Mark Fuller, some lines from Wikipedia concerning the North East (regional assembly) devolution referendum back in 2004 :- "On 4 November 2004, voters in the North East rejected the proposal by 77.9% on a turnout of 49%, which halted the government's proposed referendums in the North West and Yorkshire and the Humber which were postponed and then dropped." So Mark, in answer to your enactment question - not via the people of the North, that's for sure. (Just seems people will always vote "no to change" up here?) Sadly, it would have to be done through central government diktat, not via any referendums, so it's just not going to happen is it?

AnonymousMay 9th 2014.

Absolutely right Mark. As Einstein defined madness 'doing the same thing over and over again and expecting different results'....Devolution must come with proportional representation to improve voter engagement. The last thing Manchester needs is Leese with more power. One thing the Tories and Labour have in common is that they like the status quo. Labour promised electoral reform in 1997 and went back on it. Lucy Powell holds the unenviable record of the lowest post war turn out at a by-election since the war at 18%. Of that turnout she got around 70% of the vote. So, of all of Manchesters constituents only 13% think Lucy Powell is the right person to represent us in Parliament. In her victory speech she still thought this was a 'message to the government'.....not really love

Face the factsMay 9th 2014.

Anon @ 12.35, the Welsh Assembly and Scottish Government were created under Labour. All the powers that have been devolved to the home nations were devolved under Labour. No interest in devolution? Hardly.

AnonymousMay 9th 2014.

Not in England apart from London did Labour advance devolution.They did it in Scotland and Wales because you have nationalist parties.If we had northern based parties demanding greater resources and devolution they would be forced to do the same.As it is they are happy with the current consensus despite the obvious democratic deficit that is developing in Manchester,with lower and lower voter turnout.

Face the factsMay 9th 2014.

"The idea that a party whose leadership come from and represent the London elite has got any interest in devolving power is a joke." You were clearly making an incorrect generalisation, don't try to weasel out of it.

AnonymousMay 9th 2014.

Face the facts and Anon 12:35, you both right. Labour was interested in devolution but only in Scotland and Wales. Regional assemblies for England were proposed but the Labour government bottled it. Why I don't know.....maybe it was because London would loose power or maybe or was because John Presscot would have effectively been Prime Minister of England I don't. Suffice to say Labour has no interest in regional devolution and the evidence suggest it firmly favours London.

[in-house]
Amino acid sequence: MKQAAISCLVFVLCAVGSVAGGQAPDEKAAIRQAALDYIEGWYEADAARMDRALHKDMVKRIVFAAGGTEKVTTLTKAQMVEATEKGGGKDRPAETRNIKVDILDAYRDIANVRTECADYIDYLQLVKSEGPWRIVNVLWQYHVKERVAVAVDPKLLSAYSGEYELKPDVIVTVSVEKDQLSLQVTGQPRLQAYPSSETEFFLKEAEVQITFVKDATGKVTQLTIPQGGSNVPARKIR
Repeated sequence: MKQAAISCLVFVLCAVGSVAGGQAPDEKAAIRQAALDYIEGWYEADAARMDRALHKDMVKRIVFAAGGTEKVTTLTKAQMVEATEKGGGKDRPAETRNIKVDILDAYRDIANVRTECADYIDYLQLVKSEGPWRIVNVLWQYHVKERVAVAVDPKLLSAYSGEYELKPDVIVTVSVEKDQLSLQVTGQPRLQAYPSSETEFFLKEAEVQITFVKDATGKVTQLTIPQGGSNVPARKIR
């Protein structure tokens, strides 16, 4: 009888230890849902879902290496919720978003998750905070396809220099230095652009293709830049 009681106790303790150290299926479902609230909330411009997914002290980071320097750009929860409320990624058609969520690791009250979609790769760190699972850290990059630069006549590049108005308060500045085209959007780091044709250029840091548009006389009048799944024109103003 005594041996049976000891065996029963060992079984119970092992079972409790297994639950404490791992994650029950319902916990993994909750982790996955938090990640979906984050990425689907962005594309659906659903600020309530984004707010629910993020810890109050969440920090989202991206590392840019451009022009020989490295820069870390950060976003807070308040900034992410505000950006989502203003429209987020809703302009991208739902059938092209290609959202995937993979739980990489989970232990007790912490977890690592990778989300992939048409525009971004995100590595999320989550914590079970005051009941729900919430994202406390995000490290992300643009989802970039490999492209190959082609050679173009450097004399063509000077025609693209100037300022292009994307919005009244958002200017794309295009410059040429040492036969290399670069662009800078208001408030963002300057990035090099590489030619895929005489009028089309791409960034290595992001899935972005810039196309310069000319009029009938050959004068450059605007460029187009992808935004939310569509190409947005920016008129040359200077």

AnonymousMay 9th 2014.

FYI the norther assembly proposed by Labour during the Blair years was NOT devolution. It entailed stripping local authorities of powers and pooling them in a regional structure. A complete Easter of time, an insult and people saw through it. The command and control structures of the centre remained. Offer people genuine devolution and you might see a different result. Regardless of your politics there is no doubt that local government of whatever colour would be able to do so much more if the centre relinquished it's vice like grip of the levers of power... and resources that it spends so badly on our behalf.

AnonymousMay 9th 2014.

*waste of time not Easter

AnonymousMay 9th 2014.

The people of Scotland had the good sense to get rid of first the Tories and then Labour and now it seems London.Hopefully the people in Manchester will do the same.

SquirrelitoMay 9th 2014.

Dear ManCon, can you make sure there's a fresh politics based article every couple of days to keep the house loons coralled in one place, ta x

4 Responses: Reply To This...
AnonymousMay 9th 2014.

There is already a place for the house loons,it's called the Labour Party.

SquirrelitoMay 9th 2014.

^^^^ arf!, you really are a robo-poster, aren't you?

Simon TurnerMay 9th 2014.

ManCon, maybe have a section with articles without comments, so your readers can enjoy your words and thoughts without being subjected to a stream of rubbish below the line?

AnonymousMay 10th 2014.

Actually agree with that last comment.

Poster BoyMay 9th 2014.

Blah, blah, blah. If anyone thinks this ring spun PR yarn is about 'Devolution to Cities' then they need to turn on and tune in to the dark arts of the way Westminster really works...